Every time the Ghouta enclaves have been subjected to heavy regime bombardment, the rebels have retaliated with sporadic mortar fire sent into the heart of Damascus. Innocent residents of the city have been killed this way, it is true, just as in the western regime-held side of Aleppo when the east Aleppo rebels fired retaliatory mortars. But mortar shells can hardly be said to equate to the massive aerial bombardment inflicted by the Syrian regime and the Russians, whose response has by any measure been totally disproportionate. No matter, the text is in place and the Assad regime has succeeded in provoking the violent reaction from the rebels which it has been seeking all along. Now it is on familiar territory – violence is its default setting for problem-solving, as it showed in Hama in 1982.

The biggest threat to the Assad regime, as both Assad and Putin well know, has never come from ISIS rebels, many of whom are foreign and have little to do with the Syrian people. It has come from the more moderate opposition rebels, most of whom are Syrian and who have long wanted his overthrow. That is why Assad forces have rarely fought ISIS, and why he leaves them sitting on his doorstep – for now. They fit his narrative perfectly, that he is fighting ‘terrorists’.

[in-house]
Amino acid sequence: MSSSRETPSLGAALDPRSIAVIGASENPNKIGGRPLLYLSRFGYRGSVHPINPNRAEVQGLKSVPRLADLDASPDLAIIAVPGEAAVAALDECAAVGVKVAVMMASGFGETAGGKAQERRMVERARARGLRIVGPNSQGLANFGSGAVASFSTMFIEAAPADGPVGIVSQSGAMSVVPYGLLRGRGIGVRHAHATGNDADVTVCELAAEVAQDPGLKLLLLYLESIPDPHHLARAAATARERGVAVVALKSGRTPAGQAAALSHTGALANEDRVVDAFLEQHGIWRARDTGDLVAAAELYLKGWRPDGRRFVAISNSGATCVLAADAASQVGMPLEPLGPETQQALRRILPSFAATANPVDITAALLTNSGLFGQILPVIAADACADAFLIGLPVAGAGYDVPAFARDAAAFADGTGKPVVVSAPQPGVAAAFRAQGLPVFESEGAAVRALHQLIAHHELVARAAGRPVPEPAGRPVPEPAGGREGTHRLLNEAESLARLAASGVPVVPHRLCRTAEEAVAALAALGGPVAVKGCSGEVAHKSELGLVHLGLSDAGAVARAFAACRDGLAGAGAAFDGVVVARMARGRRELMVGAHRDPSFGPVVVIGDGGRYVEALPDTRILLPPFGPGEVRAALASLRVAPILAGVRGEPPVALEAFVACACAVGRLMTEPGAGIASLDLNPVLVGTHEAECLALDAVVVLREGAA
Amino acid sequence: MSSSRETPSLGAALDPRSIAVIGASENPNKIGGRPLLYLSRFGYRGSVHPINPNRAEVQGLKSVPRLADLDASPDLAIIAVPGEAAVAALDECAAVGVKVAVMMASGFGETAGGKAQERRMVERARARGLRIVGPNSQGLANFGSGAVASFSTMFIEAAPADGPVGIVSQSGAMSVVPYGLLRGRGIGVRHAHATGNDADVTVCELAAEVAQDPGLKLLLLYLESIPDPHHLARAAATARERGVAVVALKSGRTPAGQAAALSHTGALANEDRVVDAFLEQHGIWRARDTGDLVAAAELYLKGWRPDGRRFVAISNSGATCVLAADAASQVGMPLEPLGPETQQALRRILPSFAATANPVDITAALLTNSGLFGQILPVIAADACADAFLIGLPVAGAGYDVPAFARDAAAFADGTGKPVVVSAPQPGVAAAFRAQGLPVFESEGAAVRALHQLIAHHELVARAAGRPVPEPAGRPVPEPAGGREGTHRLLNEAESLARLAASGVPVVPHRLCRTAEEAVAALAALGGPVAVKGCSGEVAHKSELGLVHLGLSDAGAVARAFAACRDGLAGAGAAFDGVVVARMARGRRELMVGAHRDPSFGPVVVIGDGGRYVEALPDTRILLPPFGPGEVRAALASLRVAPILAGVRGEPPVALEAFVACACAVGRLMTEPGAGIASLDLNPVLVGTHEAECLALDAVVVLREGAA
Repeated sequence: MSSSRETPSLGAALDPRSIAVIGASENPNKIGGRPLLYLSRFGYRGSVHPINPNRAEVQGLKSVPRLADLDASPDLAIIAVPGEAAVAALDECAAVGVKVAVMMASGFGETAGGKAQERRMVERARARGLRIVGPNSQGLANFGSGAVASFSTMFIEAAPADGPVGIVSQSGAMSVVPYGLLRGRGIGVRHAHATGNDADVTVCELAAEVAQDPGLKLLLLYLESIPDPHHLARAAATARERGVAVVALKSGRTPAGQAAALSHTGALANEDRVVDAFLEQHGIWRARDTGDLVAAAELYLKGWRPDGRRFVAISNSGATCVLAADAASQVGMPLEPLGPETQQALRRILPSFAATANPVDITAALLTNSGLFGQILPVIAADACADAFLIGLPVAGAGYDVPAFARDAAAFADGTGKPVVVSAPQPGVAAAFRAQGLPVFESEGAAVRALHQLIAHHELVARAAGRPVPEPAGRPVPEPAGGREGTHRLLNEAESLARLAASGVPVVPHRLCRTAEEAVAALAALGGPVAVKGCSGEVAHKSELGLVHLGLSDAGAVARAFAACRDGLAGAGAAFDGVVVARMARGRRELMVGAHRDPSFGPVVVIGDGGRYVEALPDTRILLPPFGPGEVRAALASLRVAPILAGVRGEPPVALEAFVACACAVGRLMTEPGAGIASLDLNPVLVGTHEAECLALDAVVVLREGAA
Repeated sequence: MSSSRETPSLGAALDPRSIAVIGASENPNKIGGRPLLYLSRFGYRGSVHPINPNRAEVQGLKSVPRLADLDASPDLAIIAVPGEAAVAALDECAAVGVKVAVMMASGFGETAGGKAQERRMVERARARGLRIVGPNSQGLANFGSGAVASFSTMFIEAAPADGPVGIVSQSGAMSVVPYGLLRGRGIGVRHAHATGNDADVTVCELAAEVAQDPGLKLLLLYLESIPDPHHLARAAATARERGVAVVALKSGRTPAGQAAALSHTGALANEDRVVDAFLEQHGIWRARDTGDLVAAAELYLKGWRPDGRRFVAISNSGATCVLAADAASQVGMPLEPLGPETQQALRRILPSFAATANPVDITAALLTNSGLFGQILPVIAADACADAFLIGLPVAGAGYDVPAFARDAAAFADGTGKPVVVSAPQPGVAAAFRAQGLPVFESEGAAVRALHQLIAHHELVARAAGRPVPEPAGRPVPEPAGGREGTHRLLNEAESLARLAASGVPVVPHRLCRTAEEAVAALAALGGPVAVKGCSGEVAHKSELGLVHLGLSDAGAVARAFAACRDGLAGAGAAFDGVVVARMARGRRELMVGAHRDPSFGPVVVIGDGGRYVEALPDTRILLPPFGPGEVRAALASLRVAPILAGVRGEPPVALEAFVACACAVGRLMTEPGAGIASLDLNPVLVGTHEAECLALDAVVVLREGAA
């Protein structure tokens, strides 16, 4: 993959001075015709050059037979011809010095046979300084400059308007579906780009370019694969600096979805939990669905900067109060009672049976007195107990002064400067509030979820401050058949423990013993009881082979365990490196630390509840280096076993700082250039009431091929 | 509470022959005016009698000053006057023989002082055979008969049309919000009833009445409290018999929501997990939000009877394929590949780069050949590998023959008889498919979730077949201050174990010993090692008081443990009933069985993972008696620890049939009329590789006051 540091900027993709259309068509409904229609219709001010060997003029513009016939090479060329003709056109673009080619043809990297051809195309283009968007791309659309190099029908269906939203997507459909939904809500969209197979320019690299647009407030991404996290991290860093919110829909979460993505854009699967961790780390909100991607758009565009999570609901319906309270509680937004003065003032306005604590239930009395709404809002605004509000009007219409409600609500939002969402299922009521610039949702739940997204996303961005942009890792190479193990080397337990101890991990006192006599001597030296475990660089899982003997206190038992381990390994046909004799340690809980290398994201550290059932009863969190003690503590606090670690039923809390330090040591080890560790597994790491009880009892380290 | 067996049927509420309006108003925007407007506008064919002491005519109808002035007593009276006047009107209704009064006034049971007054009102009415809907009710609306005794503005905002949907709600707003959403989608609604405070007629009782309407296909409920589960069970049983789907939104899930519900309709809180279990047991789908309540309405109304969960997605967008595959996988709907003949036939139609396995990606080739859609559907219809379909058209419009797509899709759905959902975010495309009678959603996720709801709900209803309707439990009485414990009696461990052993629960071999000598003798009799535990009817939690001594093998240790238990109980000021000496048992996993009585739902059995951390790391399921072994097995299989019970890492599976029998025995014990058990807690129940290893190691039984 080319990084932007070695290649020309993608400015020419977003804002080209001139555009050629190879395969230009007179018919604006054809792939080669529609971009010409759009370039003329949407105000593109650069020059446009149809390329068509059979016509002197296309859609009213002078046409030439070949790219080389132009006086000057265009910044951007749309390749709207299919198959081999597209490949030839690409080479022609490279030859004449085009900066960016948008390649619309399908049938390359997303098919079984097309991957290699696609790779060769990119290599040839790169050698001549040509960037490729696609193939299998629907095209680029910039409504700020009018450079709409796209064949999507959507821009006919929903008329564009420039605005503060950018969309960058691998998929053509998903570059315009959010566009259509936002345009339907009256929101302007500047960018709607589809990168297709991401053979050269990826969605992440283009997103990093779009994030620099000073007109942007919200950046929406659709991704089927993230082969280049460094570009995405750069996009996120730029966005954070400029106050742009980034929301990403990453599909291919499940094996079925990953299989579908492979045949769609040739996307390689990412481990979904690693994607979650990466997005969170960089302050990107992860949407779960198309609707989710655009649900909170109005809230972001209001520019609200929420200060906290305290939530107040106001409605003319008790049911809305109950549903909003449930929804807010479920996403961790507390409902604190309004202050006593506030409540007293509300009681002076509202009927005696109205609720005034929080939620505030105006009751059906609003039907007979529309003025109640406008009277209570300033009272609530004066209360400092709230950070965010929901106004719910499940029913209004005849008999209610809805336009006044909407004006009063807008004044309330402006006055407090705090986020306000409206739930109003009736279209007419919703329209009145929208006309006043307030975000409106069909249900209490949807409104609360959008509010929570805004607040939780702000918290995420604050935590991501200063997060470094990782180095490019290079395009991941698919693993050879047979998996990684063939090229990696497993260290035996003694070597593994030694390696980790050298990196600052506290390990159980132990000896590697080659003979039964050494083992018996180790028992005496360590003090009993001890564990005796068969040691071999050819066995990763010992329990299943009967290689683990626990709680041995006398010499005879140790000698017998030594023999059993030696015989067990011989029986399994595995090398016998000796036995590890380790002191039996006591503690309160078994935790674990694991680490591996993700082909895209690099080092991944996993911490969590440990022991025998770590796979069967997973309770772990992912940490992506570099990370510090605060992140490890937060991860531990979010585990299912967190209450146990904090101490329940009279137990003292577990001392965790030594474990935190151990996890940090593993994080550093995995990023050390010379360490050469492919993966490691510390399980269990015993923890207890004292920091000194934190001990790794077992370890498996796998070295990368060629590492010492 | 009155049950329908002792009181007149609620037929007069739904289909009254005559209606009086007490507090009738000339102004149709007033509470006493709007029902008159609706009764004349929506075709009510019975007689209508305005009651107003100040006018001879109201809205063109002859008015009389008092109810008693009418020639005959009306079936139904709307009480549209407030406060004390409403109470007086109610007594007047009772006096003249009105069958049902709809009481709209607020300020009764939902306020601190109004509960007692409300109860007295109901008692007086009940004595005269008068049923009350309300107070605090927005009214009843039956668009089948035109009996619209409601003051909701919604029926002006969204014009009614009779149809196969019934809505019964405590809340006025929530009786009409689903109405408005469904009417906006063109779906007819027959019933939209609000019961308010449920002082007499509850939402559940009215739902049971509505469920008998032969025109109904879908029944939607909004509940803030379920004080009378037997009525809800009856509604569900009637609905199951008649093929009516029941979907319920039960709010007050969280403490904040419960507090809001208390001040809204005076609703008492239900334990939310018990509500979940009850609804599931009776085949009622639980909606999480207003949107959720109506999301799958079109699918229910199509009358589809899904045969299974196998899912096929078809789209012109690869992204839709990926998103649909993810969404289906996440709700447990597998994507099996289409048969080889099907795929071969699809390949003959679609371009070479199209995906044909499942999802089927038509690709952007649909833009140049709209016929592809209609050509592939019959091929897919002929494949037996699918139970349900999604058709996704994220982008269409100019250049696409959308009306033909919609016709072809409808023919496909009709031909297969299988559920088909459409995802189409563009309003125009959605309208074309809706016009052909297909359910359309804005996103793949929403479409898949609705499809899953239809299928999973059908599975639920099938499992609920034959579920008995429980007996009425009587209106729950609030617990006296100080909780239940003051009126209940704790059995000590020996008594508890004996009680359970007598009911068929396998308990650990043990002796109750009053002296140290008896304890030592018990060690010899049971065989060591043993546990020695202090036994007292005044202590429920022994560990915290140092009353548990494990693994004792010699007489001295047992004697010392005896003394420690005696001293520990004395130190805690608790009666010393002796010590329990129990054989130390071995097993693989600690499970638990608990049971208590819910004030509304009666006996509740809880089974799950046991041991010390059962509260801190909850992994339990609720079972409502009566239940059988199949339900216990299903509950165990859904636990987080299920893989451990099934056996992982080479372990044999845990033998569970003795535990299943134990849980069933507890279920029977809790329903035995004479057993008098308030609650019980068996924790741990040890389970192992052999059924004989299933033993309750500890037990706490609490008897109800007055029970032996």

Syria-ISIS Damascus map

Related articles:

http://www.bbc.co.uk/news/world-middle-east-43127189

http://www.bbc.co.uk/news/world-middle-east-32356307

https://rfsmediaoffice.com/en/2017/10/13/entire-family-rubble-hajar-al-aswad-damascus/

https://friendsofsyria.wordpress.com/2018/01/17/isis-advances-in-southern-damascus-captures-more-positions-inside-yarmouk-camp/

https://www.newsdeeply.com/syria/articles/2018/02/06/how-de-escalation-zones-in-syria-became-a-war-management-strategy

https://www.theguardian.com/world/2015/dec/25/zahran-alloush-leader-syria-rebel-group-killed-airstrike

https://www.albawaba.com/news/assad-leveling-eastern-ghouta-leaving-isis-unchecked-

inside-damascus-1097302

http://syriadirect.org/news/%E2%80%98ghouta-is-a-glimpse-into-the-future-of-south-damascus%E2%80%99-says-rebel-negotiator/